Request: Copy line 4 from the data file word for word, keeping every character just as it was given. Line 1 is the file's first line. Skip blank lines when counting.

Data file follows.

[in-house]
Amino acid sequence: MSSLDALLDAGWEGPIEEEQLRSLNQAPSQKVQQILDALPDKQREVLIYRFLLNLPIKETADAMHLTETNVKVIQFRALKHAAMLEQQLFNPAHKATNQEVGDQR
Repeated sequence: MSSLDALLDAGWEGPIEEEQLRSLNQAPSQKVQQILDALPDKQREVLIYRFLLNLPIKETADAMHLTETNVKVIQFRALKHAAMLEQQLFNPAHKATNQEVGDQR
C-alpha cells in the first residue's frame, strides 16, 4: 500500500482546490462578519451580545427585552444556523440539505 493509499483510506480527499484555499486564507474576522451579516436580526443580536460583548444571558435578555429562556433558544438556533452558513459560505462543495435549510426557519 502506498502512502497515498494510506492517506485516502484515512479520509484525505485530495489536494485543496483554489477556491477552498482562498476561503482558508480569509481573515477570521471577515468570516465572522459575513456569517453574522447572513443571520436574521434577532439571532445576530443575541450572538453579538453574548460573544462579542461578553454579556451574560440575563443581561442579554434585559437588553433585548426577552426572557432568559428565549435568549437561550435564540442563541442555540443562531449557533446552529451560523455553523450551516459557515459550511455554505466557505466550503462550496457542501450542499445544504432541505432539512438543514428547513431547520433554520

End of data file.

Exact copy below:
C-alpha cells in the first residue's frame, strides 16, 4: 500500500482546490462578519451580545427585552444556523440539505 493509499483510506480527499484555499486564507474576522451579516436580526443580536460583548444571558435578555429562556433558544438556533452558513459560505462543495435549510426557519 502506498502512502497515498494510506492517506485516502484515512479520509484525505485530495489536494485543496483554489477556491477552498482562498476561503482558508480569509481573515477570521471577515468570516465572522459575513456569517453574522447572513443571520436574521434577532439571532445576530443575541450572538453579538453574548460573544462579542461578553454579556451574560440575563443581561442579554434585559437588553433585548426577552426572557432568559428565549435568549437561550435564540442563541442555540443562531449557533446552529451560523455553523450551516459557515459550511455554505466557505466550503462550496457542501450542499445544504432541505432539512438543514428547513431547520433554520